Should programming classes in high school be mandatory?

Should a programming course be mandatory for high school students?

Is programming key to digital literacy, or are there more important skills we need to instilling in tomorrow's leaders?

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Image credits : 
TeroVesalainen via Pixabay CC0

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Should programming classes in high school be mandatory?

Should kids be technically literate? Of course! Is the best way to teach them this skill by turning them into programmers? Well, that's a tougher question.

First, to be blunt, in much of the world, even in affluent areas, schools are not equipped to handle this task. Aside from lacking the physical technology, many also are lacking in adequate staffing resources in order to teach programming courses.

Second, it's important to note that computer science and programming are not the same thing. Both are valuable, but in an academic program, it may actually be equally useful to teach computer science and formal logic, depending on what course of study a student wishes to pursue.

Third, programming and computer literacy are not the same thing, either. It's entirely possible to be a computer power user without knowing how to program, and equally possible to be a programmer who doesn't really know very much about the system that he or she is working on and how to optimize it for their use.

And fourth, instructional time is limited. Not everyone will end up using computer programming in their day jobs, so is taking time away from other subjects really going to lead to the best outcome?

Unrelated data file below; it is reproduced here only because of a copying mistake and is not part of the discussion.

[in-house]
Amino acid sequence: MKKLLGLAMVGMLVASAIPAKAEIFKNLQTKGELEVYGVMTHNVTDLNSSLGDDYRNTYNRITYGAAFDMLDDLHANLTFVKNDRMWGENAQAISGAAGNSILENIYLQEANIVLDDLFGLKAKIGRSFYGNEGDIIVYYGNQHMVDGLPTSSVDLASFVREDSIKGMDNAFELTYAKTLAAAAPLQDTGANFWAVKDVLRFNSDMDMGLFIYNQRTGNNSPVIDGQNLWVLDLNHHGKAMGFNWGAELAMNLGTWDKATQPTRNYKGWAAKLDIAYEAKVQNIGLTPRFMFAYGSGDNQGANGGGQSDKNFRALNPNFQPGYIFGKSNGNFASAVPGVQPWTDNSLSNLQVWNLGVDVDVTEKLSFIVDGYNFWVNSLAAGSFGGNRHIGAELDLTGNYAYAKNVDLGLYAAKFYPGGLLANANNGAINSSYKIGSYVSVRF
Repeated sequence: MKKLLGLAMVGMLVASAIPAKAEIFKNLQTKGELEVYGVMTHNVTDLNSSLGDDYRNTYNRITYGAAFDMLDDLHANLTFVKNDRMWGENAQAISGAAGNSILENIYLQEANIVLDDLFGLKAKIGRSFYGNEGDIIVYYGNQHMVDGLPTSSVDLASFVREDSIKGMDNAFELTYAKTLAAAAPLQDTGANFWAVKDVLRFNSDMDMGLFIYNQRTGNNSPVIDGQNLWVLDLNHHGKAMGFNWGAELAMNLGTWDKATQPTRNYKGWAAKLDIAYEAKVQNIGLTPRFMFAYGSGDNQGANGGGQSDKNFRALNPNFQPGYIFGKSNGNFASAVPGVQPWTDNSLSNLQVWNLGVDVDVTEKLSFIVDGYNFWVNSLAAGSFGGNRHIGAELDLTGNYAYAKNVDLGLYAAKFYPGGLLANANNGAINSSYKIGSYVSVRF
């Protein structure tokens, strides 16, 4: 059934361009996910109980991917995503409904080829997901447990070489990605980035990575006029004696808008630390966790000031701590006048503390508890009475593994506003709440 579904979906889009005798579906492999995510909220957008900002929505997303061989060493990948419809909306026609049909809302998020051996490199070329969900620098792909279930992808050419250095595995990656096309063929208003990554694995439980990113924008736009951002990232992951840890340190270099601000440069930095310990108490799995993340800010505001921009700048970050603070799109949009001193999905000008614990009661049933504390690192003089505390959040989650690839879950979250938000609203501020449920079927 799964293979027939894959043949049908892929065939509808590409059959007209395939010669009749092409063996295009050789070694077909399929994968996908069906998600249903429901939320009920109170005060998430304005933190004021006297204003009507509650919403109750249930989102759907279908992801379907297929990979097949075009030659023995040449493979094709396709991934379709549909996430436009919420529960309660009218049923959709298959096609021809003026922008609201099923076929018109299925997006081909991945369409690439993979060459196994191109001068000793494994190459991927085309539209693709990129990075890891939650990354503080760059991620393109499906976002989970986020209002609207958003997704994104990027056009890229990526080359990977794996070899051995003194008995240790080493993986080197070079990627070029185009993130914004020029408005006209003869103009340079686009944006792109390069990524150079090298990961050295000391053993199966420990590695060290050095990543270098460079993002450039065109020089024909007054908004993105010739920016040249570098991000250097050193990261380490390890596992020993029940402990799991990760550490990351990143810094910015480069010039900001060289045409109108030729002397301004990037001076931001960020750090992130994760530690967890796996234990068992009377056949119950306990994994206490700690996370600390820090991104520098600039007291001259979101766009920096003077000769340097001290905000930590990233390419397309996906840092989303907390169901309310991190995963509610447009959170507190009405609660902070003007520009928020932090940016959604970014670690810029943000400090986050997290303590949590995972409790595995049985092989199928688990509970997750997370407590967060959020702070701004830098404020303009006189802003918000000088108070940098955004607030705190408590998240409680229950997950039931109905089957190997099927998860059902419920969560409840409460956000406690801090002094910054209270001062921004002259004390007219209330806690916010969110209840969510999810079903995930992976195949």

That said, there's still an argument to be made in favor.

The future is digital, and software is eating the world. To understand fundamentally how the world operates when algorithms are making decisions instead of humans requires some basic understanding of what an algorithm is and how it is created. Programming isn't just about making things, it's about understanding how things are made.

And the world frankly needs more programmers. There's simply more and more code that needs to be written and managed than ever before, and while AI and automation might change what programmers are working on, it won't change the need for them.

But further, understanding at least the basics of programming is important to being able to fully reap the benefits of open source. Having the code available to review, edit, and share under an open license is important, but can you really make use of the full power of an open license if you're locked in by your own inability to make the changes you wish to make?

There are plenty of good reasons to take both sides.

What do you think? Should every kid today be learning to program? Why or why not?



About the author

Jason Baker - I use technology to make the world more open. Linux desktop enthusiast. Map/geospatial nerd. Raspberry Pi tinkerer. Data analysis and visualization geek. Occasional coder. Sysadmin. Web maker. Red Hatter since 2013.